• Announcements

    • khawk

      Download the Game Design and Indie Game Marketing Freebook   07/19/17

      GameDev.net and CRC Press have teamed up to bring a free ebook of content curated from top titles published by CRC Press. The freebook, Practices of Game Design & Indie Game Marketing, includes chapters from The Art of Game Design: A Book of Lenses, A Practical Guide to Indie Game Marketing, and An Architectural Approach to Level Design. The GameDev.net FreeBook is relevant to game designers, developers, and those interested in learning more about the challenges in game development. We know game development can be a tough discipline and business, so we picked several chapters from CRC Press titles that we thought would be of interest to you, the GameDev.net audience, in your journey to design, develop, and market your next game. The free ebook is available through CRC Press by clicking here. The Curated Books The Art of Game Design: A Book of Lenses, Second Edition, by Jesse Schell Presents 100+ sets of questions, or different lenses, for viewing a game’s design, encompassing diverse fields such as psychology, architecture, music, film, software engineering, theme park design, mathematics, anthropology, and more. Written by one of the world's top game designers, this book describes the deepest and most fundamental principles of game design, demonstrating how tactics used in board, card, and athletic games also work in video games. It provides practical instruction on creating world-class games that will be played again and again. View it here. A Practical Guide to Indie Game Marketing, by Joel Dreskin Marketing is an essential but too frequently overlooked or minimized component of the release plan for indie games. A Practical Guide to Indie Game Marketing provides you with the tools needed to build visibility and sell your indie games. With special focus on those developers with small budgets and limited staff and resources, this book is packed with tangible recommendations and techniques that you can put to use immediately. As a seasoned professional of the indie game arena, author Joel Dreskin gives you insight into practical, real-world experiences of marketing numerous successful games and also provides stories of the failures. View it here. An Architectural Approach to Level Design This is one of the first books to integrate architectural and spatial design theory with the field of level design. The book presents architectural techniques and theories for level designers to use in their own work. It connects architecture and level design in different ways that address the practical elements of how designers construct space and the experiential elements of how and why humans interact with this space. Throughout the text, readers learn skills for spatial layout, evoking emotion through gamespaces, and creating better levels through architectural theory. View it here. Learn more and download the ebook by clicking here. Did you know? GameDev.net and CRC Press also recently teamed up to bring GDNet+ Members up to a 20% discount on all CRC Press books. Learn more about this and other benefits here.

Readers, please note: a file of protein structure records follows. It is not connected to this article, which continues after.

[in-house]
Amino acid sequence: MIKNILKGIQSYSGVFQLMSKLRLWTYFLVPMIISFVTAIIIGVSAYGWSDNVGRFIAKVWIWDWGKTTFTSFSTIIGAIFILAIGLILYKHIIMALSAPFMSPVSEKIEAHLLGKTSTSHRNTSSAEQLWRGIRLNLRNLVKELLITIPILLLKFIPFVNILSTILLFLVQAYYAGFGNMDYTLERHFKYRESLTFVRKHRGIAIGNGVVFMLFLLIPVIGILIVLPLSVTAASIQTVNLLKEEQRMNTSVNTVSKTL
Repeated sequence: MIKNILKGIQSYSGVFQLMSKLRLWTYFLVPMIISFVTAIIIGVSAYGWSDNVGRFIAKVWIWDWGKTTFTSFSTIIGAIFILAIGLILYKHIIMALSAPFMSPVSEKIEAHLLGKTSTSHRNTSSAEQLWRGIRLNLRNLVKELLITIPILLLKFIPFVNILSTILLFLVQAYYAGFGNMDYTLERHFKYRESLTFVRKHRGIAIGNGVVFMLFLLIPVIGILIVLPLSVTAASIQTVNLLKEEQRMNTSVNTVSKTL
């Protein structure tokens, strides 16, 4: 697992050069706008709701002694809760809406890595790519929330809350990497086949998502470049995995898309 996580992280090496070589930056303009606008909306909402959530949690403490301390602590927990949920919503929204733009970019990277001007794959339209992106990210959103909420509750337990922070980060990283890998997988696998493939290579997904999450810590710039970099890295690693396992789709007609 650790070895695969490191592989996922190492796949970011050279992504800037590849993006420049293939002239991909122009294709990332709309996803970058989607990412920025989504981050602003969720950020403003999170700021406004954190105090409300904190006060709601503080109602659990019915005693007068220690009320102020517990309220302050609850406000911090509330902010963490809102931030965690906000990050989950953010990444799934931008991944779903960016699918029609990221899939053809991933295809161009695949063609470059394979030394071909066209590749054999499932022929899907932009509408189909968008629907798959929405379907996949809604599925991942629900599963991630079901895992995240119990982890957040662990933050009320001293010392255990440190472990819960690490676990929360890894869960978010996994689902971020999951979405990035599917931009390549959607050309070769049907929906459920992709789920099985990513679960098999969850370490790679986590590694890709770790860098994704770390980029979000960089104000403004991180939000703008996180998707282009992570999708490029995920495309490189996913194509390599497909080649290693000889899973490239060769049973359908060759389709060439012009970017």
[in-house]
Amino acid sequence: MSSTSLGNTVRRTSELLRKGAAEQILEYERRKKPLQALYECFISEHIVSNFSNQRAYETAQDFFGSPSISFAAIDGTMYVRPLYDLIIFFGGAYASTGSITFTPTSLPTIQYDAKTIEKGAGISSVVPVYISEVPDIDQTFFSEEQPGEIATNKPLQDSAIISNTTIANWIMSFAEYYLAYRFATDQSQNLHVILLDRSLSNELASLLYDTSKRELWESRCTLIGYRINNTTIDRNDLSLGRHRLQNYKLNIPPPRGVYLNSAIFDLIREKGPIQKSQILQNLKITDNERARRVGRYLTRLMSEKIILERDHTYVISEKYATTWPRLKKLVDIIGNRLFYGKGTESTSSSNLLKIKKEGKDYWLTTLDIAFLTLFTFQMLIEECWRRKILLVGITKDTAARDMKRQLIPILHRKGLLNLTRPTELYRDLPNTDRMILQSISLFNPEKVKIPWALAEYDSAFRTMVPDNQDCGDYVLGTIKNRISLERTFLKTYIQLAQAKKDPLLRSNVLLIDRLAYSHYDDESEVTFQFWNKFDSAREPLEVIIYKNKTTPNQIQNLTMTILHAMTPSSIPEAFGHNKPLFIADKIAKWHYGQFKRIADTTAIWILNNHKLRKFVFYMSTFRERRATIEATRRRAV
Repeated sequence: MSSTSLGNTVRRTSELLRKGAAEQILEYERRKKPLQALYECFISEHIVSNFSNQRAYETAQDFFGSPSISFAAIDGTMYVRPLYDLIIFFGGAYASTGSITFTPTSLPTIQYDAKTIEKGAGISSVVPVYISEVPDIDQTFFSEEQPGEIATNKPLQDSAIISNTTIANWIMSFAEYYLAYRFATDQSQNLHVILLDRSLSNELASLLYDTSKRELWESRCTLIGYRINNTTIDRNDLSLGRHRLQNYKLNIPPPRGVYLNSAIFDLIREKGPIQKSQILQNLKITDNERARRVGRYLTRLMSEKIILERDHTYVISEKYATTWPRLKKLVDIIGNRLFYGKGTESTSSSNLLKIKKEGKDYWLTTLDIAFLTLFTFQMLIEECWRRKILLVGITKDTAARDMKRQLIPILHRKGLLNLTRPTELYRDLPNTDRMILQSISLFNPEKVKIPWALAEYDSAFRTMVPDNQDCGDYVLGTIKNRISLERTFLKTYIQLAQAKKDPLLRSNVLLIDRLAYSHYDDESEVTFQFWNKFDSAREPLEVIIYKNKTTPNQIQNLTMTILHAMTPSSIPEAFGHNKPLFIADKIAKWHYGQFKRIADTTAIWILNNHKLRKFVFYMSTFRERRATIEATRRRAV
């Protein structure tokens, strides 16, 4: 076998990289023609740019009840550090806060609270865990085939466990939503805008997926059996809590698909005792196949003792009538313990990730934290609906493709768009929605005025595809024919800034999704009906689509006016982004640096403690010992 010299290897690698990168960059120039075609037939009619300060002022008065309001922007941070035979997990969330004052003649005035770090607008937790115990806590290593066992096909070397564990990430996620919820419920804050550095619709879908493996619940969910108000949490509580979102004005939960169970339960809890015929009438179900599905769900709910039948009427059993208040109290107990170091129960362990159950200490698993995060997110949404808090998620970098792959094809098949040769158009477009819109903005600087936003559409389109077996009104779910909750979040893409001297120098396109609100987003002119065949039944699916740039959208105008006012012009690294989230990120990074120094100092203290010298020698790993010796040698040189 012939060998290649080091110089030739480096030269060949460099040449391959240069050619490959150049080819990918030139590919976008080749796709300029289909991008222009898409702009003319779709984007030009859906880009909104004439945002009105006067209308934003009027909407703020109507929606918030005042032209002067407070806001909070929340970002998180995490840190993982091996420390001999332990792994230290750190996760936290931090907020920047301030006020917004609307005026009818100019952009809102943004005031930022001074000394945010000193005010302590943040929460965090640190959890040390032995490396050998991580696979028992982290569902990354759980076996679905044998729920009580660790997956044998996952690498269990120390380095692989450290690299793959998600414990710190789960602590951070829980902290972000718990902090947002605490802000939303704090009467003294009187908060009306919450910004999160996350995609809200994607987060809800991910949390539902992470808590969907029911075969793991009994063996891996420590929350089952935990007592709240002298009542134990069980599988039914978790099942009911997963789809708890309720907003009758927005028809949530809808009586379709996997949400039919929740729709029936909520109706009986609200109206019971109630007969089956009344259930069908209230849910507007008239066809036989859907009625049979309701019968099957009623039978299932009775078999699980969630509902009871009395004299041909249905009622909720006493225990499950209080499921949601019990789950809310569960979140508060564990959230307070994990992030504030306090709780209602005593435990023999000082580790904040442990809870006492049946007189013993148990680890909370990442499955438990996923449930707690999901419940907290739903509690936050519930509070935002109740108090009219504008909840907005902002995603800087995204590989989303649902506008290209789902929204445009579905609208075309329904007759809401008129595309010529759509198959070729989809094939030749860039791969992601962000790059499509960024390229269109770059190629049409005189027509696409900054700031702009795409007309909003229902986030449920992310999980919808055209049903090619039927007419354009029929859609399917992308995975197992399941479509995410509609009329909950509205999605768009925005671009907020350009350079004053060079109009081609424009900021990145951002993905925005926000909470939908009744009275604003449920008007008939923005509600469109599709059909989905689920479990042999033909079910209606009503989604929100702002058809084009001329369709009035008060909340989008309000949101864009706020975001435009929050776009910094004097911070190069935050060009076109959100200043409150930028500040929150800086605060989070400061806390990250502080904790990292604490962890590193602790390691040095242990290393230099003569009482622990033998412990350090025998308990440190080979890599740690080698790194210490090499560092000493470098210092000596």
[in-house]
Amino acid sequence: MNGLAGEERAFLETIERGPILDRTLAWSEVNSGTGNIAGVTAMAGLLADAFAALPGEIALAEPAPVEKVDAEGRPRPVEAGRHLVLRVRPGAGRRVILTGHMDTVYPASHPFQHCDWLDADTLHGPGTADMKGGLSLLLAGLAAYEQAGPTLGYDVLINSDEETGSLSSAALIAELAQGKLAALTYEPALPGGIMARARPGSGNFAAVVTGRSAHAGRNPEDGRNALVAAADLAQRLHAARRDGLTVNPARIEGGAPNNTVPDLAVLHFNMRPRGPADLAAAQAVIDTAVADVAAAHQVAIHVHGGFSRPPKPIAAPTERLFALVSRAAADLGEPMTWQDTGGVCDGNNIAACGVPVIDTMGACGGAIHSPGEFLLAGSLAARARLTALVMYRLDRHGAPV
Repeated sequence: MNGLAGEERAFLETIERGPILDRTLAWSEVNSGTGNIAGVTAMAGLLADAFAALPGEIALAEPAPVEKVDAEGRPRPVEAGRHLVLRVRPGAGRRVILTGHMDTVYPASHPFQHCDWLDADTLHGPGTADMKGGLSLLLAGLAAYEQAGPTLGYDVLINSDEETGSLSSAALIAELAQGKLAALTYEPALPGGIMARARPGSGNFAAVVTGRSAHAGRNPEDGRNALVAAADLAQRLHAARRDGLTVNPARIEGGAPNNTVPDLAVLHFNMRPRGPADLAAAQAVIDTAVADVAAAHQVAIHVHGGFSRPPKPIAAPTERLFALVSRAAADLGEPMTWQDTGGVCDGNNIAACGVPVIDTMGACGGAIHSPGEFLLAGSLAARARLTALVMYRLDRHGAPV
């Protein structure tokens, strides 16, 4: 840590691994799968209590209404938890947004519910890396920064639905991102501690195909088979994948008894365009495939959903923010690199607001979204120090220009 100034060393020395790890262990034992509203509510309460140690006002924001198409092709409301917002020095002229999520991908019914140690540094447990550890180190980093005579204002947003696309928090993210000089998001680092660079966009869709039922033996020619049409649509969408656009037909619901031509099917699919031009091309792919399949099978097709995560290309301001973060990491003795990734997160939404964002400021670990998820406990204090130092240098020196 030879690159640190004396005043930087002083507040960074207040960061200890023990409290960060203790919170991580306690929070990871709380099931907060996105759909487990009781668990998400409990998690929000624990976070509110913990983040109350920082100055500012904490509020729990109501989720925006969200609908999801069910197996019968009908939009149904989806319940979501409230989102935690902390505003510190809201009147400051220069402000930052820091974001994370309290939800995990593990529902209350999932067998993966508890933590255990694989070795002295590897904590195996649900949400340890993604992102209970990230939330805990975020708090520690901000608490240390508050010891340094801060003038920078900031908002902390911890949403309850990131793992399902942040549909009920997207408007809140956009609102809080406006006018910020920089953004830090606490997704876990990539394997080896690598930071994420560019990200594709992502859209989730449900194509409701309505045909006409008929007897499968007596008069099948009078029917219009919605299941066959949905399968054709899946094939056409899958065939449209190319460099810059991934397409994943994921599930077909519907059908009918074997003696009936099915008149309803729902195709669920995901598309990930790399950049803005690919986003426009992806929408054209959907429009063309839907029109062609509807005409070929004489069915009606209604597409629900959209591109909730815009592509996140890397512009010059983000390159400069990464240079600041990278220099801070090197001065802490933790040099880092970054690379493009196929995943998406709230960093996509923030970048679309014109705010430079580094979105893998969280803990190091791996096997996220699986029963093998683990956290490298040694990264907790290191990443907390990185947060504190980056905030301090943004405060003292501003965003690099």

• Content count

  • Joined

  • Last visited

Community Reputation

108 Neutral

About CitizenJames

  • Rank
  1. Awesome post nate! Ya know, i had an alcoholic friend named nathan that i used to record "i have to take a crap" songs with. I used to do a segment on a radio show where i take ideas for a stupid song and i write and record it to play on the next week. My favorite song was called "strip go-fish". so i know exactly you come from.
  2. About the playing back through headphones thing, thats how it works. you record the guitar, then record the vocal with the same mic. the software will play back the guitar track automatically for you to sing along. you can find laptop recording packages around that come with a mini mixer, mic, cable and recording software. i think a podcast package would come with similar stuff. i think i saw those on guitar centers website.
  3. one thing to remember, sound-wise, is that professional cds are compressed and mastered. part of mastering includes adding brilliant harmonics to the sound that wasnt there before. also, alot of the texture comes from layered sounds. try planning the way you want the part to sound, then keep tweaking the sounds until its close to the sound in your head. that is good practice for drawing a link between your creativity and the computer.
  4. hello, i have a behringer mic preamp from america that uses 120 volts. i am in africa and attempted to plug it in where the voltage is 230-250. obviously, this is bad, the amp no longer works and im an idiot. however, what i cant seem to find on the internet is, what actually happened? like physically? i have looked inside expecting to see melted wires and smoke damage, but there was nothing that really showed it was damaged. the amp has a fuse and its holder says 120-250. when you put the wrong voltage in, does it just blow the fuse? if not, is the damage fixable? i know this isnt really music related, but im hoping someone is producer by day, electrician by night. thanks